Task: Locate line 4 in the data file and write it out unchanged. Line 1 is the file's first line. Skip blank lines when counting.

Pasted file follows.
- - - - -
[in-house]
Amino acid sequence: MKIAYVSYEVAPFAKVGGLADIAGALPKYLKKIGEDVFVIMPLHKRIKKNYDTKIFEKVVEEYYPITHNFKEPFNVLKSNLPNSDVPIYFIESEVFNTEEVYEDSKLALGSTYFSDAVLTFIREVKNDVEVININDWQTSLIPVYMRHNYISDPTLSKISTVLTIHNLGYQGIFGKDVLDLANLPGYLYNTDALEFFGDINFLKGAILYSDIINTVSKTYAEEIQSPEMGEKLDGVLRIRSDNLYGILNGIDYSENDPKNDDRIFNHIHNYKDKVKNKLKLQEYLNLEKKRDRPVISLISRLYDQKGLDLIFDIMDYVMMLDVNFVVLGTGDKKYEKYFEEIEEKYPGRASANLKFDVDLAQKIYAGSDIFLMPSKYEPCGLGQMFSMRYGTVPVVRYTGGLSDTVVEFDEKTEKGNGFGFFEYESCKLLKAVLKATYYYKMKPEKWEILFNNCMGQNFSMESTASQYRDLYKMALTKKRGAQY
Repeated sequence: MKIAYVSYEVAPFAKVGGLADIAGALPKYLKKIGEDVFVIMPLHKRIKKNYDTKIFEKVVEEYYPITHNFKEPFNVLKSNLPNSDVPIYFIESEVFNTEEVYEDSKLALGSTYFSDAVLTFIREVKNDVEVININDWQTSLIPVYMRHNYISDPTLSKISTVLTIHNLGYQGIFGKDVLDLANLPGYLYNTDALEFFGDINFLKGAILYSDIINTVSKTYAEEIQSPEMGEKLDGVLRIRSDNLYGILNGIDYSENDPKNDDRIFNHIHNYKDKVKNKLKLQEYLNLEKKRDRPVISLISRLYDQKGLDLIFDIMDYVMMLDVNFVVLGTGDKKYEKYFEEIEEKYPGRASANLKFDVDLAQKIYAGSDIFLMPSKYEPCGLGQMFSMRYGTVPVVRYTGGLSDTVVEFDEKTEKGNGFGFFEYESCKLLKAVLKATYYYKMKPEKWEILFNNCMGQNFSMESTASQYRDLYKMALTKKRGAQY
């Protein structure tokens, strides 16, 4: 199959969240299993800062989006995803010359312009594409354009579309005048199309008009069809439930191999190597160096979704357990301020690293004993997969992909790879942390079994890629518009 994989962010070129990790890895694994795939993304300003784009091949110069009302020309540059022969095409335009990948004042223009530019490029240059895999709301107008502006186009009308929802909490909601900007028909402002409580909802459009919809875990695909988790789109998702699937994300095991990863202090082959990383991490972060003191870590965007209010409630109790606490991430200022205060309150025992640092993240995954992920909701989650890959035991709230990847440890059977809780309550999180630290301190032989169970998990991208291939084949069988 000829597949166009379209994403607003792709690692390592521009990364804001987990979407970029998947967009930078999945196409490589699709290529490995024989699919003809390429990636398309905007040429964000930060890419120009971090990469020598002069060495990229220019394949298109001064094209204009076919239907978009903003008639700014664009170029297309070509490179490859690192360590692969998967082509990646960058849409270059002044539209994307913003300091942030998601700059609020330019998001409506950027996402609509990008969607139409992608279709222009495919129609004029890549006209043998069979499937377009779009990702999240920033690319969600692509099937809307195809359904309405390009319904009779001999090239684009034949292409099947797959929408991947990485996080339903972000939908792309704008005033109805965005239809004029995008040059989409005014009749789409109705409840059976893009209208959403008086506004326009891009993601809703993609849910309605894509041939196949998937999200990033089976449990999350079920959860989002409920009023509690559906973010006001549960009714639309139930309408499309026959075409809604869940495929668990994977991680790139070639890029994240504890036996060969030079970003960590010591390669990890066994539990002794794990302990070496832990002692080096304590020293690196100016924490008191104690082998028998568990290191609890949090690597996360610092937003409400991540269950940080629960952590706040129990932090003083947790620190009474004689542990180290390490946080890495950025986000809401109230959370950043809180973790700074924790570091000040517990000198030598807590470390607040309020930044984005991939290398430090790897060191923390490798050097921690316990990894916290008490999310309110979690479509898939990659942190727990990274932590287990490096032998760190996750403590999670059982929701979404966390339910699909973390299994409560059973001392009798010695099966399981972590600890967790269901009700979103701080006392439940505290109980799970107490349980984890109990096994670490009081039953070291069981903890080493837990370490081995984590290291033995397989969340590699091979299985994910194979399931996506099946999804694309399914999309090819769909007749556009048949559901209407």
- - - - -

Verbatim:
């Protein structure tokens, strides 16, 4: 199959969240299993800062989006995803010359312009594409354009579309005048199309008009069809439930191999190597160096979704357990301020690293004993997969992909790879942390079994890629518009 994989962010070129990790890895694994795939993304300003784009091949110069009302020309540059022969095409335009990948004042223009530019490029240059895999709301107008502006186009009308929802909490909601900007028909402002409580909802459009919809875990695909988790789109998702699937994300095991990863202090082959990383991490972060003191870590965007209010409630109790606490991430200022205060309150025992640092993240995954992920909701989650890959035991709230990847440890059977809780309550999180630290301190032989169970998990991208291939084949069988 000829597949166009379209994403607003792709690692390592521009990364804001987990979407970029998947967009930078999945196409490589699709290529490995024989699919003809390429990636398309905007040429964000930060890419120009971090990469020598002069060495990229220019394949298109001064094209204009076919239907978009903003008639700014664009170029297309070509490179490859690192360590692969998967082509990646960058849409270059002044539209994307913003300091942030998601700059609020330019998001409506950027996402609509990008969607139409992608279709222009495919129609004029890549006209043998069979499937377009779009990702999240920033690319969600692509099937809307195809359904309405390009319904009779001999090239684009034949292409099947797959929408991947990485996080339903972000939908792309704008005033109805965005239809004029995008040059989409005014009749789409109705409840059976893009209208959403008086506004326009891009993601809703993609849910309605894509041939196949998937999200990033089976449990999350079920959860989002409920009023509690559906973010006001549960009714639309139930309408499309026959075409809604869940495929668990994977991680790139070639890029994240504890036996060969030079970003960590010591390669990890066994539990002794794990302990070496832990002692080096304590020293690196100016924490008191104690082998028998568990290191609890949090690597996360610092937003409400991540269950940080629960952590706040129990932090003083947790620190009474004689542990180290390490946080890495950025986000809401109230959370950043809180973790700074924790570091000040517990000198030598807590470390607040309020930044984005991939290398430090790897060191923390490798050097921690316990990894916290008490999310309110979690479509898939990659942190727990990274932590287990490096032998760190996750403590999670059982929701979404966390339910699909973390299994409560059973001392009798010695099966399981972590600890967790269901009700979103701080006392439940505290109980799970107490349980984890109990096994670490009081039953070291069981903890080493837990370490081995984590290291033995397989969340590699091979299985994910194979399931996506099946999804694309399914999309090819769909007749556009048949559901209407």